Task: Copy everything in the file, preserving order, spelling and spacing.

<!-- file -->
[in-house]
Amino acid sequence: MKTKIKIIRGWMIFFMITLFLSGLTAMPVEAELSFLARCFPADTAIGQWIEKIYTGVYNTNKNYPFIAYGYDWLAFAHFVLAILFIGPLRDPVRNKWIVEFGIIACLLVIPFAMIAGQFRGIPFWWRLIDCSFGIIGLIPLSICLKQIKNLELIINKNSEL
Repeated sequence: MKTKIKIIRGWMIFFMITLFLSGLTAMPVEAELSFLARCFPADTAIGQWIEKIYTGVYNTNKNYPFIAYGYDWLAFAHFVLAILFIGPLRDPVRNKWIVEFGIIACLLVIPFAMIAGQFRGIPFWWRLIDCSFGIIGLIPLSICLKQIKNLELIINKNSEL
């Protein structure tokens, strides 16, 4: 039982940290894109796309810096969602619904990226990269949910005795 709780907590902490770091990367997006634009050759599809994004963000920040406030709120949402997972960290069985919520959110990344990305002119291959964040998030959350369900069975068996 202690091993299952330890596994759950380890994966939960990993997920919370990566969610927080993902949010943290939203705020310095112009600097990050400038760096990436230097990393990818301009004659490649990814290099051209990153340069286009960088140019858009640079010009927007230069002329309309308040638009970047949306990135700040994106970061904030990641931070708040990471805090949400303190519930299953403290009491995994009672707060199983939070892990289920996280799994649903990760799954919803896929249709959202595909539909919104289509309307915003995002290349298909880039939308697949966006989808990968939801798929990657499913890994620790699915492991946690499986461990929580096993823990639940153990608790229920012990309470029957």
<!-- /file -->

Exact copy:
[in-house]
Amino acid sequence: MKTKIKIIRGWMIFFMITLFLSGLTAMPVEAELSFLARCFPADTAIGQWIEKIYTGVYNTNKNYPFIAYGYDWLAFAHFVLAILFIGPLRDPVRNKWIVEFGIIACLLVIPFAMIAGQFRGIPFWWRLIDCSFGIIGLIPLSICLKQIKNLELIINKNSEL
Repeated sequence: MKTKIKIIRGWMIFFMITLFLSGLTAMPVEAELSFLARCFPADTAIGQWIEKIYTGVYNTNKNYPFIAYGYDWLAFAHFVLAILFIGPLRDPVRNKWIVEFGIIACLLVIPFAMIAGQFRGIPFWWRLIDCSFGIIGLIPLSICLKQIKNLELIINKNSEL
């Protein structure tokens, strides 16, 4: 039982940290894109796309810096969602619904990226990269949910005795 709780907590902490770091990367997006634009050759599809994004963000920040406030709120949402997972960290069985919520959110990344990305002119291959964040998030959350369900069975068996 202690091993299952330890596994759950380890994966939960990993997920919370990566969610927080993902949010943290939203705020310095112009600097990050400038760096990436230097990393990818301009004659490649990814290099051209990153340069286009960088140019858009640079010009927007230069002329309309308040638009970047949306990135700040994106970061904030990641931070708040990471805090949400303190519930299953403290009491995994009672707060199983939070892990289920996280799994649903990760799954919803896929249709959202595909539909919104289509309307915003995002290349298909880039939308697949966006989808990968939801798929990657499913890994620790699915492991946690499986461990929580096993823990639940153990608790229920012990309470029957």